A confidential November 2010 UN Security Council Panel of Experts report, ordered to study North Korean compliance with UN Security Council resolutions responding to North Korean long range ballistic missile and nuclear bomb testing, had banned, among other things, North Korea from the export or import of nuclear technology and any weapons systems. The secret report was leaked in December 2010.

The 47 page document said  “The Democratic People’s Republic of Korea maintains a wide network of trade offices that work in close conjunction with its diplomatic missions overseas. These offices are charged with both procurement and developing select trade opportunities of interest to the Democratic People’s Republic of Korea’s leadership, including arranging and handling its illicit trade and covert acquisitions,” said the UN confidential report dated 10 November 2010. It continued: “While much of the country’s illicit or covert acquisition activities are handled by these offices, the Democratic People’s Republic of Korea has also established links with overseas criminal networks to carry out these activities, including the transportation and distribution of illicit and smuggled cargoes. This may also include weapons of mass destruction, sensitive goods and arms and related materiel smuggling.”

All figures and statistics on the DPRK are highly speculative and are often derived from teams of international and US law enforcement and intelligence analysts and technology. Some information comes from North Korean defectors. Other data has been compiled through the seizure of illicit goods in dozens of countries around the world. And still more evidence is provided by anecdotal press reports from various incidents involving law enforcement in nations spanning the globe. The United States and South Korea have taken the most active role in deciphering what transpires in what is arguably the most isolated, secretive, and impenetrable nation in the world. It is reported to use proceeds of the state sponsored criminal syndicate in its nuclear development program.

The North Korean government, through Bureau 39, are increasingly assisted and coordinate with established organized crime syndicates from China, Japan, and Russia, elsewhere in Asia, the United States, and Europe. They have cooperated with non-state terrorist organizations including the IRA, Hezbollah, and insurgencies in Sri Lanka and Nepal. And they have laundered proceeds from illicit activities through banking systems worldwide, including  Macau, China, Switzerland, Austria, Hong Kong, Luxembourg and Singapore, according to US government, United Nations, other governments, and press reports.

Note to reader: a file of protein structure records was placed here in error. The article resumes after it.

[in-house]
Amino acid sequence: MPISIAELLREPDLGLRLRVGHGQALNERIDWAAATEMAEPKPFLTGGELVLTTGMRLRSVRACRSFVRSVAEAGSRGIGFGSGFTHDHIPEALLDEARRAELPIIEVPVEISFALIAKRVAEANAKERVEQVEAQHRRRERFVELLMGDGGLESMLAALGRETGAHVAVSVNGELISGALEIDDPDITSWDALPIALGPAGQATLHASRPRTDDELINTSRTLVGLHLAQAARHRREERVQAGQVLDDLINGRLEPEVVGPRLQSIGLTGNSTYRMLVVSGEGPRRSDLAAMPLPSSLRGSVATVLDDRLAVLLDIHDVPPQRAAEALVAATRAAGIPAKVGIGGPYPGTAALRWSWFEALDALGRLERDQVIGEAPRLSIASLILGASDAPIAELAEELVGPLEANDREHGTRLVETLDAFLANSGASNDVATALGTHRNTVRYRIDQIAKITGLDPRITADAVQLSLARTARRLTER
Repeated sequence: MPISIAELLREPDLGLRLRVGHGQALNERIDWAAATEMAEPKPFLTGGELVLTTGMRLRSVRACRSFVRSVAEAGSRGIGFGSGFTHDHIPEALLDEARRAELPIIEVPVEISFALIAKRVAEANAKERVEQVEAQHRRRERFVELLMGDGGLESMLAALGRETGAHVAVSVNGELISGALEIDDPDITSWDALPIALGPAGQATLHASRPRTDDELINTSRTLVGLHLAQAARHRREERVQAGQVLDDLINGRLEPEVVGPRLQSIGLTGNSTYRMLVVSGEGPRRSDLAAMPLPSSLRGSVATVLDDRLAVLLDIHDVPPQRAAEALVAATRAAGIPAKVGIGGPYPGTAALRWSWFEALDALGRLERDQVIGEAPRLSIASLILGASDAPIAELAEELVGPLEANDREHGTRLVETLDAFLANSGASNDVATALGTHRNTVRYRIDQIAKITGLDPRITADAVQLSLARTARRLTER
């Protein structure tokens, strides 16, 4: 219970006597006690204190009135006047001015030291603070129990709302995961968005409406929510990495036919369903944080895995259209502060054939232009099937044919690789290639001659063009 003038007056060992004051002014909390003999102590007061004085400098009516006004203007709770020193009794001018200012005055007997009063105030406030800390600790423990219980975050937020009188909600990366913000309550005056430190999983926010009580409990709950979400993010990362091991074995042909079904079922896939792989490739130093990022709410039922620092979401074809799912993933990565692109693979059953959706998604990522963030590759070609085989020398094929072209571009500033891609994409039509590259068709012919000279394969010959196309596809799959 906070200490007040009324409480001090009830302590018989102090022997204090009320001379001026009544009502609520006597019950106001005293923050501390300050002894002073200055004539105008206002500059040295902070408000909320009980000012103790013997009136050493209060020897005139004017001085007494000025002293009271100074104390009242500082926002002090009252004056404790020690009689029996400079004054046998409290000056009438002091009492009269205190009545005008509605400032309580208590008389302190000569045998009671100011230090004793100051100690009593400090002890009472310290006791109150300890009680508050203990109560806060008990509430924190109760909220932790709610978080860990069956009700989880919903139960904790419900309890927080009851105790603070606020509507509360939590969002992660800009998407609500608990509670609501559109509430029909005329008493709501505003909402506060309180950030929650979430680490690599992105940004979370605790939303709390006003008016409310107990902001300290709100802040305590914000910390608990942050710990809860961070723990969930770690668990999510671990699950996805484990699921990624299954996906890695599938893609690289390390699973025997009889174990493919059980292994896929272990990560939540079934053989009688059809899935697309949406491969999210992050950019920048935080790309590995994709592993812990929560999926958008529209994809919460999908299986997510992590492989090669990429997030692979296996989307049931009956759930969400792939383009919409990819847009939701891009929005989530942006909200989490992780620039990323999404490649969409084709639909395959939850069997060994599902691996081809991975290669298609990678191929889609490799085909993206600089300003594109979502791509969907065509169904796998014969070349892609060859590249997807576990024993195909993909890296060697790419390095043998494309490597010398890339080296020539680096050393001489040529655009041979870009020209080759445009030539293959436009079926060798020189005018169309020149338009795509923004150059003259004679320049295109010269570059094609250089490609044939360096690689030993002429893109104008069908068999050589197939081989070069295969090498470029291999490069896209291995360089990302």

In 2011, North Korea again faces severe food shortages. An estimated more than one million people died from famine in the 1990’s. United Nations humanitarian agencies report that millions are suffering from malnutrition in 2011. The government provides minimal services to the population, controls all sectors of the economy and is ranked 179th in the world—dead last—in the Index of Economic Freedom, and regularly ranked as having one of the world’s most egregious human rights records. It has refused to meet long standing international debt obligations, and together with sanctions imposed by the United Nations, finds it difficult to meet minimal standards to trade through normal international financial structures. While publicly appealing for international funds to stem another famine, with a population of only 23.9 million people, North Korea finances and maintains the 4th largest standing army in the world, with more than one million active duty soldiers and 4.6 million in reserve.

Throughout the 1990’s until the US began imposing increasingly harsh sanctions in 2005, Macau served as a hub of laundering criminal proceeds through a series of North Korean front companies and cooperative banks and lax financial security in the gambling Mecca.

Counterfeit U.S. Money

In 1994, officials from a North Korean front company, Zokwang trading company, a direct subsidiary of  Bureau 39,  travelling on diplomatic passports, attempted to deposit 250,000 dollars in fake US dollars in a Macau bank and were arrested and expelled. It was one of many incidents that led to a September 2005 US Treasury Department action naming and freezing the assets of North Korean front companies, Macau banks, and North Korean officials.

Kim Jung Il, in his capacity as head of Bureau 39, first ordered counterfeit 100 dollar bills be produced in the 1970’s through bleaching U.S. one dollar bills. The first counterfeit notes paid for covert terror campaigns against South Korea, such as the bomb explosion on a South Korean commercial  plane killing all 155 civilian passengers  in 1987 and the bombing of senior officials of  South Korea, including President Chun Doo-Hwan in Burma in 1983 that killed four cabinet members and 13 other South Koreans .

The first detection of the North Korean “super note” was by a suspicious bank teller in the Philippines in 1989.

Since then hundreds of millions of dollars of the bills have appeared in dozens of countries around the world. Many North Korean officials have been seized in possession of the bills.